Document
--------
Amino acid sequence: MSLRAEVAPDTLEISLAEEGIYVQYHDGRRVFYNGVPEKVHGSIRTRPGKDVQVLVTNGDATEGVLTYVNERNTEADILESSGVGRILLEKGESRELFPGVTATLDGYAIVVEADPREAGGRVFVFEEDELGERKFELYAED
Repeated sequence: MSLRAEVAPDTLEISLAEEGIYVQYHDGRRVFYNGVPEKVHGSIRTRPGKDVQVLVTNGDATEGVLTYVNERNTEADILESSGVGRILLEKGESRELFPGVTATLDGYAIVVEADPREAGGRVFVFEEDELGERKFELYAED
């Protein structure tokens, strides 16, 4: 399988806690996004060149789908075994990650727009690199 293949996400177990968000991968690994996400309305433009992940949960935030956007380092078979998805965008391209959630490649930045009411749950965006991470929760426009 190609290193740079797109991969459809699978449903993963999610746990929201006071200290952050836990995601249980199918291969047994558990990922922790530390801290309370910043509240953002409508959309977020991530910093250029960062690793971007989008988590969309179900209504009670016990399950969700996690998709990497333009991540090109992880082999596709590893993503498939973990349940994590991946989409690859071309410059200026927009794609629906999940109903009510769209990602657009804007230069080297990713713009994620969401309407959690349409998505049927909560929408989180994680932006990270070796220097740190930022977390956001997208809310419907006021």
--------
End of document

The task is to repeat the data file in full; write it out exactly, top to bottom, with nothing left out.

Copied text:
Amino acid sequence: MSLRAEVAPDTLEISLAEEGIYVQYHDGRRVFYNGVPEKVHGSIRTRPGKDVQVLVTNGDATEGVLTYVNERNTEADILESSGVGRILLEKGESRELFPGVTATLDGYAIVVEADPREAGGRVFVFEEDELGERKFELYAED
Repeated sequence: MSLRAEVAPDTLEISLAEEGIYVQYHDGRRVFYNGVPEKVHGSIRTRPGKDVQVLVTNGDATEGVLTYVNERNTEADILESSGVGRILLEKGESRELFPGVTATLDGYAIVVEADPREAGGRVFVFEEDELGERKFELYAED
């Protein structure tokens, strides 16, 4: 399988806690996004060149789908075994990650727009690199 293949996400177990968000991968690994996400309305433009992940949960935030956007380092078979998805965008391209959630490649930045009411749950965006991470929760426009 190609290193740079797109991969459809699978449903993963999610746990929201006071200290952050836990995601249980199918291969047994558990990922922790530390801290309370910043509240953002409508959309977020991530910093250029960062690793971007989008988590969309179900209504009670016990399950969700996690998709990497333009991540090109992880082999596709590893993503498939973990349940994590991946989409690859071309410059200026927009794609629906999940109903009510769209990602657009804007230069080297990713713009994620969401309407959690349409998505049927909560929408989180994680932006990270070796220097740190930022977390956001997208809310419907006021």